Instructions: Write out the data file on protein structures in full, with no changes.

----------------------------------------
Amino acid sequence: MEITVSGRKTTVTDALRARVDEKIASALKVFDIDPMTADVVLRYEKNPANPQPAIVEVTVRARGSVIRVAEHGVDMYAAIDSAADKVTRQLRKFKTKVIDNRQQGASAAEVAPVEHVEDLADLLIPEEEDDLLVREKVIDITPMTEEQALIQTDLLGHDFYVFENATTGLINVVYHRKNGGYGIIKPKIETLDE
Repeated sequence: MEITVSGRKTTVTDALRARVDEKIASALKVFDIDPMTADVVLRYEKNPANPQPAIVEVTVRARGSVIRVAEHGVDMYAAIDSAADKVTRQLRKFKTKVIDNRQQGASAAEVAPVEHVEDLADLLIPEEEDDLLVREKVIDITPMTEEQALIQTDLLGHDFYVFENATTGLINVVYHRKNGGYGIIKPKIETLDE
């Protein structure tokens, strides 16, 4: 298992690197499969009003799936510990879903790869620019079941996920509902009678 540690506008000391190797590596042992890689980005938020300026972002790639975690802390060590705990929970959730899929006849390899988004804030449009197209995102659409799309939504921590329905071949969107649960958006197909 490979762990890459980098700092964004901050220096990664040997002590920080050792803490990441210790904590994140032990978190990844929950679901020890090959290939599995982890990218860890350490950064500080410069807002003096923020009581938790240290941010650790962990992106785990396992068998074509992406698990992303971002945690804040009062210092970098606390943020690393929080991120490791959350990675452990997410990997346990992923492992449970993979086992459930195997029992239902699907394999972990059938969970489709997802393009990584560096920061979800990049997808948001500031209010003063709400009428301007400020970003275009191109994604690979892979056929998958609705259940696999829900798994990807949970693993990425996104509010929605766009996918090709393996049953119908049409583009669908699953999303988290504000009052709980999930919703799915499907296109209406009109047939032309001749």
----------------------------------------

Amino acid sequence: MEITVSGRKTTVTDALRARVDEKIASALKVFDIDPMTADVVLRYEKNPANPQPAIVEVTVRARGSVIRVAEHGVDMYAAIDSAADKVTRQLRKFKTKVIDNRQQGASAAEVAPVEHVEDLADLLIPEEEDDLLVREKVIDITPMTEEQALIQTDLLGHDFYVFENATTGLINVVYHRKNGGYGIIKPKIETLDE
Repeated sequence: MEITVSGRKTTVTDALRARVDEKIASALKVFDIDPMTADVVLRYEKNPANPQPAIVEVTVRARGSVIRVAEHGVDMYAAIDSAADKVTRQLRKFKTKVIDNRQQGASAAEVAPVEHVEDLADLLIPEEEDDLLVREKVIDITPMTEEQALIQTDLLGHDFYVFENATTGLINVVYHRKNGGYGIIKPKIETLDE
């Protein structure tokens, strides 16, 4: 298992690197499969009003799936510990879903790869620019079941996920509902009678 540690506008000391190797590596042992890689980005938020300026972002790639975690802390060590705990929970959730899929006849390899988004804030449009197209995102659409799309939504921590329905071949969107649960958006197909 490979762990890459980098700092964004901050220096990664040997002590920080050792803490990441210790904590994140032990978190990844929950679901020890090959290939599995982890990218860890350490950064500080410069807002003096923020009581938790240290941010650790962990992106785990396992068998074509992406698990992303971002945690804040009062210092970098606390943020690393929080991120490791959350990675452990997410990997346990992923492992449970993979086992459930195997029992239902699907394999972990059938969970489709997802393009990584560096920061979800990049997808948001500031209010003063709400009428301007400020970003275009191109994604690979892979056929998958609705259940696999829900798994990807949970693993990425996104509010929605766009996918090709393996049953119908049409583009669908699953999303988290504000009052709980999930919703799915499907296109209406009109047939032309001749």